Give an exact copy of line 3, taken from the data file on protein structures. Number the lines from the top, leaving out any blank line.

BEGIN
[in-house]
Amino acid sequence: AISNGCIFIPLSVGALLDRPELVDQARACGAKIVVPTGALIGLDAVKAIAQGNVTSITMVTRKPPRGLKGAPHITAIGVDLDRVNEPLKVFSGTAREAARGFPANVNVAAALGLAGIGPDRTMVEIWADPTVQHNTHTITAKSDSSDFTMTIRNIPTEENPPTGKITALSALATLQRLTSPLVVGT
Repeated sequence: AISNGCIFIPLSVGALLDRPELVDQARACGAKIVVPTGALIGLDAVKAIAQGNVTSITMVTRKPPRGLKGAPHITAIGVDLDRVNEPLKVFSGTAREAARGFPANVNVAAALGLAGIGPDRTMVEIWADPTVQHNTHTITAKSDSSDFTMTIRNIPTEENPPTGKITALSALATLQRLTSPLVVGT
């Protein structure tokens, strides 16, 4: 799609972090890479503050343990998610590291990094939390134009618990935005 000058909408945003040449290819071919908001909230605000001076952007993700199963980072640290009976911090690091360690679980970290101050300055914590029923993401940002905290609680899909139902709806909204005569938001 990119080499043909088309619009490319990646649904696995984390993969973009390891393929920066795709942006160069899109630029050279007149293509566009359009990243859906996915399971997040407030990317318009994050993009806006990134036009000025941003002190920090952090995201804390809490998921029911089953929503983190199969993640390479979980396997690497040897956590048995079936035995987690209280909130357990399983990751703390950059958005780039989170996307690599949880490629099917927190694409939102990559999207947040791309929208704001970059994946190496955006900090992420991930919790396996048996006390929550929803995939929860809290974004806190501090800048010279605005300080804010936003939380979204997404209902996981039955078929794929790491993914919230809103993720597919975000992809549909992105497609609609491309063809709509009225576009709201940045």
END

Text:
Repeated sequence: AISNGCIFIPLSVGALLDRPELVDQARACGAKIVVPTGALIGLDAVKAIAQGNVTSITMVTRKPPRGLKGAPHITAIGVDLDRVNEPLKVFSGTAREAARGFPANVNVAAALGLAGIGPDRTMVEIWADPTVQHNTHTITAKSDSSDFTMTIRNIPTEENPPTGKITALSALATLQRLTSPLVVGT